Sleep plays a vital role in good health and wellbeing throughout your life. The way you feel while you are awake depends on what happens while you are sleeping. During sleep, your body supports healthy brain function and maintains your physical health. In children and teens, sleep also helps support growth and development. Getting inadequate sleep over time can raise your risk for chronic health problems. It can also affect how well you think, react, work, learn, and get along with others. Learn how sleep affects your heart and circulatory system, metabolism, respiratory system, and immune system and how much sleep is enough.
When you fall asleep and enter non-REM sleep, your blood pressure and heart rate fall. During sleep, your parasympathetic system controls your body, and your heart does not work as hard as it does when you are awake. During REM sleep and when waking, your sympathetic system is activated, increasing your heart rate and blood pressure to the normal levels when you are awake and relaxed. A sharp increase in blood pressure and heart rate upon waking has been linked to angina and heart attacks.
People who do not sleep enough or wake up frequently may have a higher risk of:
Your body makes different hormones at different times of the day. This may be related to your sleep pattern or your circadian clocks. In the morning, your body releases hormones that promote alertness, such as cortisol, which helps you wake up. Other hormones have 24-hour patterns that vary throughout your life; for example, in children, the hormones that tell the glands to release testosterone, estrogen, and progesterone are made in pulses at night, and the pulses get bigger as puberty approaches.
The way your body handles fat varies according to various circadian clocks, including those in the liver, fat, and muscle. For example, the circadian clocks make sure that your liver is prepared to help digest fats at appropriate times. Your body may handle fat differently if you eat at unusual times.
Studies have shown that not getting enough quality sleep can lead to:
- Increased levels of hormones that control hunger, including leptin and ghrelin, inside your body
- Decreased ability to respond to insulin
- Increased consumption of food, especially fatty, sweet, and salty foods
- Decreased physical activity
- Metabolic syndrome
All of these contribute to overweight and obesity.
You breathe less often and less deeply during sleep and take in less oxygen. These changes can cause problems in people with health problems such as asthma or chronic obstructive pulmonary disease (COPD). Asthma symptoms are usually worse during early morning sleep. Likewise, breathing problems in people who have lung diseases such as COPD can worsen during sleep.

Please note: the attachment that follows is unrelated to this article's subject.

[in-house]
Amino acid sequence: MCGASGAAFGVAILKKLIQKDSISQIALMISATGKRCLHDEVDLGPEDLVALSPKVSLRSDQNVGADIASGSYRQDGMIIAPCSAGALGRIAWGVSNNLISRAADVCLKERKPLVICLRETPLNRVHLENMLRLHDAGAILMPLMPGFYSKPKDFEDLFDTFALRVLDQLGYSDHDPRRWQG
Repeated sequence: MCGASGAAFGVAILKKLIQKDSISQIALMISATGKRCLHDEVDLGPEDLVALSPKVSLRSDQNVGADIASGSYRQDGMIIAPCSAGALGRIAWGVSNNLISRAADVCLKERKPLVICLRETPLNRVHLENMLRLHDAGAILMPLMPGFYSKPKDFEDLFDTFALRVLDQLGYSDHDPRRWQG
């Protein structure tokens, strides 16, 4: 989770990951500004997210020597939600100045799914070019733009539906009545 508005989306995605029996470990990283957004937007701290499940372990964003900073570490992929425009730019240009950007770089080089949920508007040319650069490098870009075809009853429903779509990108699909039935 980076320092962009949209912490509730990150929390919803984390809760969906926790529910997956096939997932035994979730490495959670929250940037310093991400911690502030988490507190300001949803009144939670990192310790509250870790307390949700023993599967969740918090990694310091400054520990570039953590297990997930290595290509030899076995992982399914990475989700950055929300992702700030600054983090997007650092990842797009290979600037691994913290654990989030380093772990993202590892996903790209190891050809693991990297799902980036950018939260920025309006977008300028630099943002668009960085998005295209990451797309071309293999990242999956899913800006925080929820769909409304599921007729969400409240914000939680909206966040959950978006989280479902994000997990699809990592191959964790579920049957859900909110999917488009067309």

Sleep also affects different parts of your immune system, which become more active at different times of the day. For example, when you sleep, a particular type of immune cell works harder. That is why people who do not sleep enough may be more likely to get colds and other infections.
Sleep helps with learning and the formation of long-term memories. Not getting enough sleep or enough high-quality sleep can lead to problems focusing on tasks and thinking clearly. Read our Sleep Deprivation and Deficiency Health Topic for more information on how lack of sleep affects daily activities’ performance, including driving and schoolwork.
Sleep promotes your overall wellbeing. Try approaching an interview, test, or important meeting without a good night’s sleep. See how your comprehensive self is depleted and how focus, concentration, problem-solving, memory decision-making, and lean ability are reduced by sacrificing a good night’s sleep.
How Much Sleep is Enough?
Experts recommend that adults sleep between 7 and 9 hours a night. Adults who sleep less than 7 hours a night may have more health issues than those who sleep 7 or more hours a night. Sleeping more than 9 hours a night is not necessarily harmful and may help young adults, people who are recovering from sleep deprivation, and sick people.
How much sleep children should get depends on their age. Sleep experts consider naps to be appropriate for children under age 7. Below you can find the recommended hours of sleep, including naps, for different ages.
- For newborns younger than 4 months, sleep patterns vary widely.
- Babies 4 months to 1 year old should sleep 12 to 16 hours per day.
- Children 1 to 2 years old should sleep 11 to 14 hours per day.
- Children 3 to 5 years old should sleep 10 to 13 hours per day.
- Children 6 to 12 years old should sleep 9 to 12 hours per day.
- Teens 13 to 18 years old should sleep 8 to 10 hours per day.
- Adults 18 to 60 years should sleep 7 or more hours per day.
- Adults 61 to 64 years should sleep 7 to 9 hours per day.
- Adults 65 years and older should sleep 7 to 8 hours per day.
Talk to your doctor or your child’s doctor if you think you or your child is sleeping too much or too little.
Why Sleep is Important and What Happens When You Don't Get Enough?